CAMPAGNA, Italy -- On a warm evening not too long ago, I sat in a kitchen with Giuseppina Maffia. Sixtyish, a widow, she lives in Pioppi, a tiny, time-has-passed-it-by coastal village in Southern Italy. Through friends of friends, I'd been introduced, and now I was watching her cook dinner. A neighbor stopped by, and this lady, learning that I was American, wanted to make sure I knew that Giuseppina's last name was spelled with two F's.
"The Sopranos!" she said, and we all chuckled. There was a lot of laughter that night, humor being the only way to bridge the gap between their nonexistent English and my wretched Italian.
I was there trying to learn why people in this region of Italy, known as Campagna, have some of the world's fewest incidents of heart disease and cancer. I also wanted to see how what's become known as the Mediterranean diet is eaten at its point of origin. Though these ladies were happy to share their recipes, I could sense they thought my interest in their country's food was peculiar.
When I asked Giuseppina to define her diet, the first thing she'd said was "fish." After I pressed her for what else she liked to eat, it came out in this order: fish, pasta, olive oil, vino rosso, green vegetables, potatoes, beans, chickpeas, zucchini, tomatoes, eggplants, peppers, onion and garlic. I'm not sure Giuseppina Maffia knew that she'd listed the classic ingredients of the Mediter-ranean diet, a cuisine many doctors call the most nutritious kind of eating possible.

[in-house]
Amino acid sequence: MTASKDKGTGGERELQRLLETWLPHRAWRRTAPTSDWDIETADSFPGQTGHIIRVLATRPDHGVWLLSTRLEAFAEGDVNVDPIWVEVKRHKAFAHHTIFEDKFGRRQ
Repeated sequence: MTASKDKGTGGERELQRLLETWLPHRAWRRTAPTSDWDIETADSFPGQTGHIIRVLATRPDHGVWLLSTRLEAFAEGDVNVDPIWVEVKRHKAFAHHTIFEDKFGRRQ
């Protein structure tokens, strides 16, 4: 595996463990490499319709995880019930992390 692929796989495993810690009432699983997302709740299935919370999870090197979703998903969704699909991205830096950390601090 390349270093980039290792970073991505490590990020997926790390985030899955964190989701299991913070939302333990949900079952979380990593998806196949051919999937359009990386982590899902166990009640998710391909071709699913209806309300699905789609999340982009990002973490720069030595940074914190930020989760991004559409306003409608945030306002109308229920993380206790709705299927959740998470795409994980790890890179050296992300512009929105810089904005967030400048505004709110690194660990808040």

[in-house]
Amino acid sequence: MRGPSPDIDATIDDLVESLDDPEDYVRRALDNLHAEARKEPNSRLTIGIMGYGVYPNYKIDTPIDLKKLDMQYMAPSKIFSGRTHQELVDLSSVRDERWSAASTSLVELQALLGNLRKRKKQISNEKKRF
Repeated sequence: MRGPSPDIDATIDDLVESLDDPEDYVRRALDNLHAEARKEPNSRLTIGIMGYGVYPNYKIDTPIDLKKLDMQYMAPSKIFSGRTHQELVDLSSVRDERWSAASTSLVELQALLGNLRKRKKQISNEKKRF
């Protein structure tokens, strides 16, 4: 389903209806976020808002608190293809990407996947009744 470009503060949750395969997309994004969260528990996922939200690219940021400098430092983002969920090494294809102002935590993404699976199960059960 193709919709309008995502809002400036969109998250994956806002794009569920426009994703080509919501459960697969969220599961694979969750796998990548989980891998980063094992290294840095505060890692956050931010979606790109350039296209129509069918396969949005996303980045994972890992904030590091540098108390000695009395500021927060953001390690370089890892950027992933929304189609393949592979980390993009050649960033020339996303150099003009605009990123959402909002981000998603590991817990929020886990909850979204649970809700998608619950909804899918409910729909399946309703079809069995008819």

The Mediterranean diet was discovered by an American doctor, Ancel Keys, who came to Campagna after World War II to spend time with people who were known as Mangiafogli, or "leaf eaters," because they were too poor to eat meat with any regularity.
Their poverty had a rich side effect, he discovered, since the foods they had were high in dietary fiber, B-vitamins, and antioxidants, all of which are tireless disease-fighters in the human body. (Keys knew a thing or two about tireless fighters, since he was already famous, or infamous, among enlisted men for having invented "K" rations.)
In targeting cardiovascular disease, Keys compared the diets of seven of the world's regions and found that Campagna's men and women were living the longest and healthiest lives. His theory - that this was due to what they ate - was originally laughed at. Now it is accepted thinking.